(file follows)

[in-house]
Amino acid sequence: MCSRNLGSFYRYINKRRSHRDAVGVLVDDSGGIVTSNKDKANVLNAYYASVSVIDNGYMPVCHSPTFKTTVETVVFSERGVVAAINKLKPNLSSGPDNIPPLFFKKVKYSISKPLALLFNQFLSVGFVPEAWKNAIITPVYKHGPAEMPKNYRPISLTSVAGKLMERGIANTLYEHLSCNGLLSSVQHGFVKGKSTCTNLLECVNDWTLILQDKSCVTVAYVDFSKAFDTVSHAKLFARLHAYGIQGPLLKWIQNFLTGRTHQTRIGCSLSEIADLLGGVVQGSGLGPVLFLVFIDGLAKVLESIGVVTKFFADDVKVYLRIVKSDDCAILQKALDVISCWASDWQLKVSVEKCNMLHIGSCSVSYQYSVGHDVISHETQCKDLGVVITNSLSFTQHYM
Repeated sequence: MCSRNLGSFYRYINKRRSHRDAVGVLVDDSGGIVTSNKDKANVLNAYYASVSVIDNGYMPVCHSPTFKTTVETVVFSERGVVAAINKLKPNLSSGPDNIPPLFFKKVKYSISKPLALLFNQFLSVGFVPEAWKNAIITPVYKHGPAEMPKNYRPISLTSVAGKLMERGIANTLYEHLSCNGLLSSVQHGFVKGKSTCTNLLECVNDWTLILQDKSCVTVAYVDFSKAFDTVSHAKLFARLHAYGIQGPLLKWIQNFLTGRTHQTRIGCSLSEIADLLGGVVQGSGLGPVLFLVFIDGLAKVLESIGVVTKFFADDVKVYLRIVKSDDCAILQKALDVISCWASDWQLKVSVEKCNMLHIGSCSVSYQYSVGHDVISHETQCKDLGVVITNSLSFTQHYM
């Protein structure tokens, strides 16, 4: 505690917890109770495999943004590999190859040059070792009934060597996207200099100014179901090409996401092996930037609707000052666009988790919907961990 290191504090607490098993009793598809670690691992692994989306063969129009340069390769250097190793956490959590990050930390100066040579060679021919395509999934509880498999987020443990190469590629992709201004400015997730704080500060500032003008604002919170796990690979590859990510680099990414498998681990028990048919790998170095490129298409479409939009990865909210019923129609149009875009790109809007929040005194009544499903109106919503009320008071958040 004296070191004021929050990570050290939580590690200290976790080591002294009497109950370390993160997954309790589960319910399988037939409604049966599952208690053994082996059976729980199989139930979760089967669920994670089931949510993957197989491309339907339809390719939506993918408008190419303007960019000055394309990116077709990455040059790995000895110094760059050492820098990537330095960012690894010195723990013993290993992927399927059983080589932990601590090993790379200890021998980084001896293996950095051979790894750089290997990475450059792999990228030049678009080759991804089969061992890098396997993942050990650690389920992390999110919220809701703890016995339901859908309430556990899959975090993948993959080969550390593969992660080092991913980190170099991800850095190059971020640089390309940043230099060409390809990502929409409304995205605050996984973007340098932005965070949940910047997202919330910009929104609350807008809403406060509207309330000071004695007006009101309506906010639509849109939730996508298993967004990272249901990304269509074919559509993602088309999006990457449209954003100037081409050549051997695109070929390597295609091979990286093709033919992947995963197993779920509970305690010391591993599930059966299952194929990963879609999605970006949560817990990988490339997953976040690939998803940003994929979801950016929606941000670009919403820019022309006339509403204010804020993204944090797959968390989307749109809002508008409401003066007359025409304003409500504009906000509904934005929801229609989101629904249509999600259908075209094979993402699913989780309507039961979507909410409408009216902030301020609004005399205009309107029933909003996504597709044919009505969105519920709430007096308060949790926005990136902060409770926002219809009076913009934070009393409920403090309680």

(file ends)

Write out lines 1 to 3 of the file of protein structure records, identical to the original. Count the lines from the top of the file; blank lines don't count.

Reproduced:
[in-house]
Amino acid sequence: MCSRNLGSFYRYINKRRSHRDAVGVLVDDSGGIVTSNKDKANVLNAYYASVSVIDNGYMPVCHSPTFKTTVETVVFSERGVVAAINKLKPNLSSGPDNIPPLFFKKVKYSISKPLALLFNQFLSVGFVPEAWKNAIITPVYKHGPAEMPKNYRPISLTSVAGKLMERGIANTLYEHLSCNGLLSSVQHGFVKGKSTCTNLLECVNDWTLILQDKSCVTVAYVDFSKAFDTVSHAKLFARLHAYGIQGPLLKWIQNFLTGRTHQTRIGCSLSEIADLLGGVVQGSGLGPVLFLVFIDGLAKVLESIGVVTKFFADDVKVYLRIVKSDDCAILQKALDVISCWASDWQLKVSVEKCNMLHIGSCSVSYQYSVGHDVISHETQCKDLGVVITNSLSFTQHYM
Repeated sequence: MCSRNLGSFYRYINKRRSHRDAVGVLVDDSGGIVTSNKDKANVLNAYYASVSVIDNGYMPVCHSPTFKTTVETVVFSERGVVAAINKLKPNLSSGPDNIPPLFFKKVKYSISKPLALLFNQFLSVGFVPEAWKNAIITPVYKHGPAEMPKNYRPISLTSVAGKLMERGIANTLYEHLSCNGLLSSVQHGFVKGKSTCTNLLECVNDWTLILQDKSCVTVAYVDFSKAFDTVSHAKLFARLHAYGIQGPLLKWIQNFLTGRTHQTRIGCSLSEIADLLGGVVQGSGLGPVLFLVFIDGLAKVLESIGVVTKFFADDVKVYLRIVKSDDCAILQKALDVISCWASDWQLKVSVEKCNMLHIGSCSVSYQYSVGHDVISHETQCKDLGVVITNSLSFTQHYM